After a prolonged, pleasant bite to eat, at the Harbour House, we are on the move again, heading back towards the city, via one of Cape Town's greatest attractions, the truly divine Kirstenbosch botanical gardens.

Founded a century ago, to preserve and showcase South Africa's unique flora, on land once owned by today's unloved "white colonialist" Cecil John Rhodes, the gardens spectacularly straddle the eastern side of Table Mountain.

They may be enjoyed in so many ways: hiking, mountaineering, concert-going or, simplest and most rewarding, by strolling the sloping grounds, walking the tree canopy, taking a "sensations" stroll through aromatic flower-beds along a trailed designed originally for blind visitors.

There are dazzling displays of protea, the national flower, of pelargoniums, cycads and, a relatively recent attraction, the rare strelitzia reginae, or Yellow Bird of Paradise. It was recently renamed "Mandela's Gold", in memory of the much-loved, late leader who managed the nation's bloodless transition to majority rule.

Take in, too, the theme gardens, such as that devoted to wonderfully "useful plants" which can be used in the treatment of everything from headaches to HIV/AIDS secondary symptoms, from insect and snake bites to coughs, colds and flu, as well as "sexually related problems".

Specialist plants may also be useful in dyeing, erosion control, casting "charms", construction and crafts, and, more simply, providing cereals and vegetables.

However, they come with a warning: "Natural does not mean safe. Many of these plants, like 'normal' medicines, contain potentially dangerous or toxic chemicals, especially if incorrectly used or dosed. DON'T SELF-MEDICATE."

All too quickly, the light in the gardens dims, the air turns cold, as the sun disappears for another, action-packed day, behind ever-present Table Mountain, which must remain unscaled on this fleeting visit.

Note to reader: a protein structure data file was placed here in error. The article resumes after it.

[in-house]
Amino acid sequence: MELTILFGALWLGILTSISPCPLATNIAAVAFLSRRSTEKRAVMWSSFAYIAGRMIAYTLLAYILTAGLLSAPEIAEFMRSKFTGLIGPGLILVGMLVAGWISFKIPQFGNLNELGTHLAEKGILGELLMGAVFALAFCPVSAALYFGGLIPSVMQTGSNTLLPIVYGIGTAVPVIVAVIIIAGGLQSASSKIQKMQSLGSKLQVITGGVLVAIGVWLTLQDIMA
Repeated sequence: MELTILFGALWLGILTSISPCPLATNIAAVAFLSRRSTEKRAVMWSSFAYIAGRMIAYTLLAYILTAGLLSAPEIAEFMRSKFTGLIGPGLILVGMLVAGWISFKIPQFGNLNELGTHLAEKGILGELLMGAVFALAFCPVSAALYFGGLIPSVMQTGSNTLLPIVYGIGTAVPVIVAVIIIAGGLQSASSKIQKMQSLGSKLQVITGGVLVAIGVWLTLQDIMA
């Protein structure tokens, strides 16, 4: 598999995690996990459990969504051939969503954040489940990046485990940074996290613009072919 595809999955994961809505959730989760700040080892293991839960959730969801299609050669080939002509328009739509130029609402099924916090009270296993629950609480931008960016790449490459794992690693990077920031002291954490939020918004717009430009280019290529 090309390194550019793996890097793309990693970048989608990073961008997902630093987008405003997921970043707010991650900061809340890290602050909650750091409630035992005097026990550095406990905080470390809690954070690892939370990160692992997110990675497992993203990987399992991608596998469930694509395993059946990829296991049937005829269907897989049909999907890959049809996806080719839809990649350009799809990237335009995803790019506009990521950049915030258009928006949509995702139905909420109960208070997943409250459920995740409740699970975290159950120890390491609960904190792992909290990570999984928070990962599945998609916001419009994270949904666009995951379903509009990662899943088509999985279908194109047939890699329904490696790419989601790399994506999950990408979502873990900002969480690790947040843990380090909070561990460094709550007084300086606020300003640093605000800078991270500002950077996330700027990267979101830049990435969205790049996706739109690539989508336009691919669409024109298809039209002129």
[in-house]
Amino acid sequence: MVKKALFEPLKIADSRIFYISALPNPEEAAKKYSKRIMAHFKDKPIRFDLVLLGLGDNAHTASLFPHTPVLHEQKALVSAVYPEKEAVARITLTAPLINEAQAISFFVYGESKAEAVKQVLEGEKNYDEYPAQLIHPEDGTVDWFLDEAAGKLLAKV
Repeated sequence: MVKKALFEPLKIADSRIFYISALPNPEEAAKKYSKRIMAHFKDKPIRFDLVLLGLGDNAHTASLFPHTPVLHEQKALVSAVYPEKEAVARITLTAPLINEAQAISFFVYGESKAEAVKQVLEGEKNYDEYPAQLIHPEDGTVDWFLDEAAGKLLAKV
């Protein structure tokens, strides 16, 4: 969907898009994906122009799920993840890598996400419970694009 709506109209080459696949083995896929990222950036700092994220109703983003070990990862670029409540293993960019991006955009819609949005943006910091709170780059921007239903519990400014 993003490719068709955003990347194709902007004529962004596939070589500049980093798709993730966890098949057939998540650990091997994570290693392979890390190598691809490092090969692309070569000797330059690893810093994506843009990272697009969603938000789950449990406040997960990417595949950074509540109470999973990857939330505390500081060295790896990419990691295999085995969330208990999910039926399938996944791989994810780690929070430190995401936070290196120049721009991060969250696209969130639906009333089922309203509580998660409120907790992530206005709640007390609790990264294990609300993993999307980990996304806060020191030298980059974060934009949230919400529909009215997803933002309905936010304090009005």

Sadly, it is time to move on. Of course, there's so much, much more to do in Cape Town, a vibrant city whose "modern" history dates back to the days of the Dutch East India Company, and which, as the recent removal of the Rhodes statue demonstrated, is still coming to terms with its past.

There are museums big and small. A Jewish Museum. A District Six Museum, which recalls the forced removal of 60,000 black residents from an area declared white in 1966. A museum dedicated to the first human heart transplant, performed by Christian Barnard at Groote Schuur Hospital.

There are free walks. Cheap, colourful eats and drinks at places such as Charley's Bakery, the Beerhouse, the Orphanage Cocktail Emporium and the Truth Coffee roastery. There's the open-air City Bowl Market, the Galileo Open Air Cinema and the Bo Kapp residents home cookery tours.

Further afield, there are vineyard tours by bike, or train; canal visits by stand-up paddle, and of course a guided tour to Robben Island. And, for hard-core twitchers, it's still possible to go birding on Strandfontein Sewage Works. Just don't get lost. 




Qantas has direct flights from Sydney to Johannesburg. From there, South African Airways has connections to Cape Town.


The two-night Cape Town stay, at the Mount Nelson Hotel, is part of a collection of tours Bill Peach Journeys has created for independent travellers. The 12-day tour has daily departures through 2015-16, priced from $12,309 each, twin share. In 2016, there will also be a group departure of this tour. Quoted prices do not include airfares to and from Johannesburg.

The writer was a guest of Bill Peach Journeys.